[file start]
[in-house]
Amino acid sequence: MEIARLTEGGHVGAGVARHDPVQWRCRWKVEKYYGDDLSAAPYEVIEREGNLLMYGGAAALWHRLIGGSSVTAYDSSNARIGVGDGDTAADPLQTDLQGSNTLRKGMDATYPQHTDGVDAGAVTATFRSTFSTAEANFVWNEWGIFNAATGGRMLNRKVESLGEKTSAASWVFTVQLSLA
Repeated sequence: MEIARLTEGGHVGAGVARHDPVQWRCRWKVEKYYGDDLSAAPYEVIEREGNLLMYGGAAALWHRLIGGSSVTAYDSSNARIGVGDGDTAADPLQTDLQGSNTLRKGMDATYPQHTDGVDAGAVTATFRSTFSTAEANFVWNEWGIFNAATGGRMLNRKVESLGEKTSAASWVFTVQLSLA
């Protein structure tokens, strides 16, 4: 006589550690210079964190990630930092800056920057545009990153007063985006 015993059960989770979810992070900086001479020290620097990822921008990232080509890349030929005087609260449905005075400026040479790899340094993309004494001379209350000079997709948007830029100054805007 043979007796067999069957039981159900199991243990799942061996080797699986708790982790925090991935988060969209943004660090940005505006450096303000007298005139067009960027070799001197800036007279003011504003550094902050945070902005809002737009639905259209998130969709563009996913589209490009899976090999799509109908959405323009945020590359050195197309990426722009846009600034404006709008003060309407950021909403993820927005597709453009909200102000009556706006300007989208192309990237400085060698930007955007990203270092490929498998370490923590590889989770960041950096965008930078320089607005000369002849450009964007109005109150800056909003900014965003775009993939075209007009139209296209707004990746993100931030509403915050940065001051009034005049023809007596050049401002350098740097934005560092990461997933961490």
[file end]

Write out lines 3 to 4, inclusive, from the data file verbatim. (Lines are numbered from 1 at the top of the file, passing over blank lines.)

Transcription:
Repeated sequence: MEIARLTEGGHVGAGVARHDPVQWRCRWKVEKYYGDDLSAAPYEVIEREGNLLMYGGAAALWHRLIGGSSVTAYDSSNARIGVGDGDTAADPLQTDLQGSNTLRKGMDATYPQHTDGVDAGAVTATFRSTFSTAEANFVWNEWGIFNAATGGRMLNRKVESLGEKTSAASWVFTVQLSLA
């Protein structure tokens, strides 16, 4: 006589550690210079964190990630930092800056920057545009990153007063985006 015993059960989770979810992070900086001479020290620097990822921008990232080509890349030929005087609260449905005075400026040479790899340094993309004494001379209350000079997709948007830029100054805007 043979007796067999069957039981159900199991243990799942061996080797699986708790982790925090991935988060969209943004660090940005505006450096303000007298005139067009960027070799001197800036007279003011504003550094902050945070902005809002737009639905259209998130969709563009996913589209490009899976090999799509109908959405323009945020590359050195197309990426722009846009600034404006709008003060309407950021909403993820927005597709453009909200102000009556706006300007989208192309990237400085060698930007955007990203270092490929498998370490923590590889989770960041950096965008930078320089607005000369002849450009964007109005109150800056909003900014965003775009993939075209007009139209296209707004990746993100931030509403915050940065001051009034005049023809007596050049401002350098740097934005560092990461997933961490």